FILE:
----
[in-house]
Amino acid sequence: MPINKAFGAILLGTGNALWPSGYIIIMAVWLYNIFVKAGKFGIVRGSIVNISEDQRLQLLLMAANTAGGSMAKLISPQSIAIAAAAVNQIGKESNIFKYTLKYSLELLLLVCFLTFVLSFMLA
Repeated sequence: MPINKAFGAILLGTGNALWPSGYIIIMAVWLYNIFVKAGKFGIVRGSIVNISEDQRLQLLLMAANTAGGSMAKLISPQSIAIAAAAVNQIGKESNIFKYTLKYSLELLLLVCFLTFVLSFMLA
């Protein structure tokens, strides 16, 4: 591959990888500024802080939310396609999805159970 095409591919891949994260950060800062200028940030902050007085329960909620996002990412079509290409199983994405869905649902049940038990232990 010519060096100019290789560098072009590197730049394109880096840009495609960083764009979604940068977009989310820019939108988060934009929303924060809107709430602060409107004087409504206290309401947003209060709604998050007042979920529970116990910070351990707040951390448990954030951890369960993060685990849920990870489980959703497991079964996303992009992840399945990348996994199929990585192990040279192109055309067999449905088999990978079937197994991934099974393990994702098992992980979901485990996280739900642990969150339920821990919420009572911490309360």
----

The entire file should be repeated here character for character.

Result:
[in-house]
Amino acid sequence: MPINKAFGAILLGTGNALWPSGYIIIMAVWLYNIFVKAGKFGIVRGSIVNISEDQRLQLLLMAANTAGGSMAKLISPQSIAIAAAAVNQIGKESNIFKYTLKYSLELLLLVCFLTFVLSFMLA
Repeated sequence: MPINKAFGAILLGTGNALWPSGYIIIMAVWLYNIFVKAGKFGIVRGSIVNISEDQRLQLLLMAANTAGGSMAKLISPQSIAIAAAAVNQIGKESNIFKYTLKYSLELLLLVCFLTFVLSFMLA
């Protein structure tokens, strides 16, 4: 591959990888500024802080939310396609999805159970 095409591919891949994260950060800062200028940030902050007085329960909620996002990412079509290409199983994405869905649902049940038990232990 010519060096100019290789560098072009590197730049394109880096840009495609960083764009979604940068977009989310820019939108988060934009929303924060809107709430602060409107004087409504206290309401947003209060709604998050007042979920529970116990910070351990707040951390448990954030951890369960993060685990849920990870489980959703497991079964996303992009992840399945990348996994199929990585192990040279192109055309067999449905088999990978079937197994991934099974393990994702098992992980979901485990996280739900642990969150339920821990919420009572911490309360």